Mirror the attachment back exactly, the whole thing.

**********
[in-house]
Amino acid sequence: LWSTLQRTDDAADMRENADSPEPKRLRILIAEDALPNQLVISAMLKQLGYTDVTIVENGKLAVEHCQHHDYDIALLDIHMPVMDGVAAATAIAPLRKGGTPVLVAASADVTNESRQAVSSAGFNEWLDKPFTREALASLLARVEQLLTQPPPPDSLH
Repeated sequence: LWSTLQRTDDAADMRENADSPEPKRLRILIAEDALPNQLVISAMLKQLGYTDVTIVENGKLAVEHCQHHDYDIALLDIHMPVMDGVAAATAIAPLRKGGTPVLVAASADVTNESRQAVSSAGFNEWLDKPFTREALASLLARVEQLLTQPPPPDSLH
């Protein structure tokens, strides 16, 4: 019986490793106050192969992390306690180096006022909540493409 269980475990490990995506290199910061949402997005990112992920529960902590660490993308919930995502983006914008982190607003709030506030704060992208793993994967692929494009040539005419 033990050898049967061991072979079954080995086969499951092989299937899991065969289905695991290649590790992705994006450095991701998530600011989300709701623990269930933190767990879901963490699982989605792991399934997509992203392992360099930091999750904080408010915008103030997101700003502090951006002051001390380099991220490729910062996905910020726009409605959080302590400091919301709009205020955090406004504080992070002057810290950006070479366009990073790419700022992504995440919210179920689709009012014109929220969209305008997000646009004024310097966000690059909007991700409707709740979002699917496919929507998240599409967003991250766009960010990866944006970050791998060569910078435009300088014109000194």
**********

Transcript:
[in-house]
Amino acid sequence: LWSTLQRTDDAADMRENADSPEPKRLRILIAEDALPNQLVISAMLKQLGYTDVTIVENGKLAVEHCQHHDYDIALLDIHMPVMDGVAAATAIAPLRKGGTPVLVAASADVTNESRQAVSSAGFNEWLDKPFTREALASLLARVEQLLTQPPPPDSLH
Repeated sequence: LWSTLQRTDDAADMRENADSPEPKRLRILIAEDALPNQLVISAMLKQLGYTDVTIVENGKLAVEHCQHHDYDIALLDIHMPVMDGVAAATAIAPLRKGGTPVLVAASADVTNESRQAVSSAGFNEWLDKPFTREALASLLARVEQLLTQPPPPDSLH
């Protein structure tokens, strides 16, 4: 019986490793106050192969992390306690180096006022909540493409 269980475990490990995506290199910061949402997005990112992920529960902590660490993308919930995502983006914008982190607003709030506030704060992208793993994967692929494009040539005419 033990050898049967061991072979079954080995086969499951092989299937899991065969289905695991290649590790992705994006450095991701998530600011989300709701623990269930933190767990879901963490699982989605792991399934997509992203392992360099930091999750904080408010915008103030997101700003502090951006002051001390380099991220490729910062996905910020726009409605959080302590400091919301709009205020955090406004504080992070002057810290950006070479366009990073790419700022992504995440919210179920689709009012014109929220969209305008997000646009004024310097966000690059909007991700409707709740979002699917496919929507998240599409967003991250766009960010990866944006970050791998060569910078435009300088014109000194």